At long last, our follow-up episode to Yoon Ha Lee's wonderful Ninefox Gambit has arrived! And Ellie is back to talk about her job & the book with us.

Unlike most post-read episodes, we start off with a longer, non-spoiler discussion with Ellie about what she does & how the US Government uses startegy war games in both education & decision-making. It's a fascinating half hour conversation, and worth listening to even if you haven't read the book. 

Then of course we get into the meat of it! This episode, we talk about the details & themes of the book, and how they apply to the real world. Want to know more? You'll have to listen.

Our list of resources this time around (if the links don't show up, find them on spectology.com or our twitter, @spectologypod):

Raven Strategem and Revenant Gun, the next two books in the series
- Yoon Ha Lee's own cheat sheet for the factions in the Hexarchate
- Five genre books about games recommended by Yoon Ha Lee
- The twitter thread about writing SF from different bodies
- Harpoon, a military strategy game available to the public
- WaPo profile of Volko Runhke, a CIA game designer
- Brian Train's Board Game Geek profile
The Art of Wargaming (link to the Kindle edition, other editions availalbe on amazon with a search)
- A discussion of useful SF to read for military commanders 
- Bombshell, a great national security podcast (they sometimes talk about books!)

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We'd love to hear from you, either by chatting with us on twitter at @spectologypod, sending us an email at spectologypod@gmail.com, or submitting the episode to r/printSF on reddit. We'll reply, and shout you out in the next podcast when we talk about your comment.

And if you like the episode, subscribe at spectology.com or whever you listen to podcasts, and share it with your friends!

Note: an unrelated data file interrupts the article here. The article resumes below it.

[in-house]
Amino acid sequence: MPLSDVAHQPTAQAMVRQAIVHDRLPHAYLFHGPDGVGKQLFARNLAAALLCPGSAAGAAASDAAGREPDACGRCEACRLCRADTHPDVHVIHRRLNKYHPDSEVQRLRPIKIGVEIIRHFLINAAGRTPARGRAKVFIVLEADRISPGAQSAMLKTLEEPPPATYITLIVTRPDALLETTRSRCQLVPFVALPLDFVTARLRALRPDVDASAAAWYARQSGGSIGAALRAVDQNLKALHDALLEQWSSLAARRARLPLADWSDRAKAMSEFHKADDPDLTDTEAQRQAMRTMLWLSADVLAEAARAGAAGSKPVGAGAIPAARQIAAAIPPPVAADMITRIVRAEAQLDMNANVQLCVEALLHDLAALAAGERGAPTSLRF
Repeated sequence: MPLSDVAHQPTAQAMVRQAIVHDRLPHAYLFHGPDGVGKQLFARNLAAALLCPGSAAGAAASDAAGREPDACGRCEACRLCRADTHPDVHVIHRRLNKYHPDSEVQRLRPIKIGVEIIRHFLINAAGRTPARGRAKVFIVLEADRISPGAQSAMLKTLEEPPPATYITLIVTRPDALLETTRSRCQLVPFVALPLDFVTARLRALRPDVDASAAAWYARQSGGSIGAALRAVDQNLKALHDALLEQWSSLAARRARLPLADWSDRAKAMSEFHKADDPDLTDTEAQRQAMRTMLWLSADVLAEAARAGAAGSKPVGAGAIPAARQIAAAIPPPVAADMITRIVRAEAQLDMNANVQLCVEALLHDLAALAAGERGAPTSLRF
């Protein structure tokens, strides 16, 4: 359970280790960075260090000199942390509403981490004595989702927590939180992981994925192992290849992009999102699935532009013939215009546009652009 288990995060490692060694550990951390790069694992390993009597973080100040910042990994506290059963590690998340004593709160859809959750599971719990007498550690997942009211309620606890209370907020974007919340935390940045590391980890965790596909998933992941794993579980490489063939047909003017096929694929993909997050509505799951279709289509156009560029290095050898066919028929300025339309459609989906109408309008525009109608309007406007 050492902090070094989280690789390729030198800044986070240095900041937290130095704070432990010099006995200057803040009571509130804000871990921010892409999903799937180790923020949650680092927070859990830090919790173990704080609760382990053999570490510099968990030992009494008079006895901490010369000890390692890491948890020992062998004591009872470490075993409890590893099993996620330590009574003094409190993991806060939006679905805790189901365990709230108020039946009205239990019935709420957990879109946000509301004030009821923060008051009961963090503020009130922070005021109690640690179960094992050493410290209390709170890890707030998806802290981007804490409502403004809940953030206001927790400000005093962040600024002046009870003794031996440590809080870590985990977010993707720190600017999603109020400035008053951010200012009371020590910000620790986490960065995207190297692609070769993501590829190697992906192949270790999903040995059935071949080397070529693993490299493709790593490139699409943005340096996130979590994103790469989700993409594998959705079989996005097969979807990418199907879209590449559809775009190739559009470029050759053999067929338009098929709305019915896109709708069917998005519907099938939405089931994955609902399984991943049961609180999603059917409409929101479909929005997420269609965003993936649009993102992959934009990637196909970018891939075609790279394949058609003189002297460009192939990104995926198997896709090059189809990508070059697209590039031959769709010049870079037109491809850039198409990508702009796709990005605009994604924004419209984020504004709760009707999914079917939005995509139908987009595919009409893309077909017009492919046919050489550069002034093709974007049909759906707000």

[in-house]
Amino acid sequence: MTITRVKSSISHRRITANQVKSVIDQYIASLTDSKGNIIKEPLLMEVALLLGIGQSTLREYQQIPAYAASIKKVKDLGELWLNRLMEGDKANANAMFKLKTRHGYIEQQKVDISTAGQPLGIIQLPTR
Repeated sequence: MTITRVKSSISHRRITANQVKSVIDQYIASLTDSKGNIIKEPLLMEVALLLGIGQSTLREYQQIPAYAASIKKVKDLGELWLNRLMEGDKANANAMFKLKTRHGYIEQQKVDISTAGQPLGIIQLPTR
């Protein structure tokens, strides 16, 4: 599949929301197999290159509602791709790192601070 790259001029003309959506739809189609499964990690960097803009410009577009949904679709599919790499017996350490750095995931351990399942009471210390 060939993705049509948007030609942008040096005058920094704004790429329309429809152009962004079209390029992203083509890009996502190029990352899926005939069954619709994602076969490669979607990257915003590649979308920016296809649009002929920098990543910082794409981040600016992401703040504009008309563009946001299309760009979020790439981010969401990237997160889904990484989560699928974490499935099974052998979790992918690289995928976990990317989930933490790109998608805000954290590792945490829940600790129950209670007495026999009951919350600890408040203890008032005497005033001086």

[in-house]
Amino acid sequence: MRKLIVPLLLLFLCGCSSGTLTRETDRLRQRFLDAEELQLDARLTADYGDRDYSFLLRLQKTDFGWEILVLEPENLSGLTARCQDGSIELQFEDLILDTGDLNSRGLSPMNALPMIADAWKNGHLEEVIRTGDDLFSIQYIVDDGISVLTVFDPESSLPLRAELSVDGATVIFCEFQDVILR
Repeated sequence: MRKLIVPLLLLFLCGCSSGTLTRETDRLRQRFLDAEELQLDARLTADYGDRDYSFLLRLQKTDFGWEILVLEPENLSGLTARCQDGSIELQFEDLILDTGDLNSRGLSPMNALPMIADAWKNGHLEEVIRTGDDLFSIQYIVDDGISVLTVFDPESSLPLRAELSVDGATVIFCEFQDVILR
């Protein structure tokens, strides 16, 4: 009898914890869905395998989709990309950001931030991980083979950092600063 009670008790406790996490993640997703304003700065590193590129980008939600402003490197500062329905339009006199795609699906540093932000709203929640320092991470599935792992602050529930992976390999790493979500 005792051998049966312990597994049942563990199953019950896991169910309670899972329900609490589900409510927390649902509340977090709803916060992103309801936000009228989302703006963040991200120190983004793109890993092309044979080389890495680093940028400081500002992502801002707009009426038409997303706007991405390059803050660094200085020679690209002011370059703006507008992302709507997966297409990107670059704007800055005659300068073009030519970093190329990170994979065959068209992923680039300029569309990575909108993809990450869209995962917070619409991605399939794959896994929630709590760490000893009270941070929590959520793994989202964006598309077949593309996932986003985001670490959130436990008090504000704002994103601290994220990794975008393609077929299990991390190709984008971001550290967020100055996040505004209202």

Many thanks to Dubby J and Noah Bradley for doing our music and art.

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We're back with our post-read episode, discussing Nick Harkaway's challenging, interminable, and oh so enjoyable novel Gnomon. Spoilers all around. We also discuss postmodern fiction, writing people unlike you, and the power, both good and bad, of narrative in the modern world.

It's a long episode, but it was a hugely fun one to record! Big thanks to Max for taking so much time this month to hang out and chat with us, make sure to check out his books & the Serial Box story Bookburners.

We'd love to hear from you, either by chatting with us on twitter at @spectologypod, sending us an email at spectologypod@gmail.com, or submitting the episode to r/printSF on reddit. We'll reply, and shout you out in the next podcast when we talk about your comment.

And if you like the episode, subscribe at spectology.com or whever you listen to podcasts, and share it with your friends!

Many thanks to Dubby J and Noah Bradley for doing our music and art.

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We got your hot takes right here, folks! Matt's back for a super-quick wrap-up of our series on The New & Improved Romie Futch by Julia Elliott. 

Matt reveals his favorite scenes from the book, we go down some rabbit holes talking about taxidermy and halloween costumes, and discuss about why growth as an adult is so difficult & important. We also mention the phrase "Soft Apocalypse" a bunch, which comes from the phenomenal book by that title by Will McIntosh. And manage to keep it under 30 minutes!

Next week we'll be back with another long episode, discussing Nick Harkaway's Gnomon with fantasy author Max Gladstone!

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As always, we'd love to hear from you! Tweet us at @spectologypod, submit the episode at r/printSF, or email us at spectologypod@gmail.com with your thoughts about the book.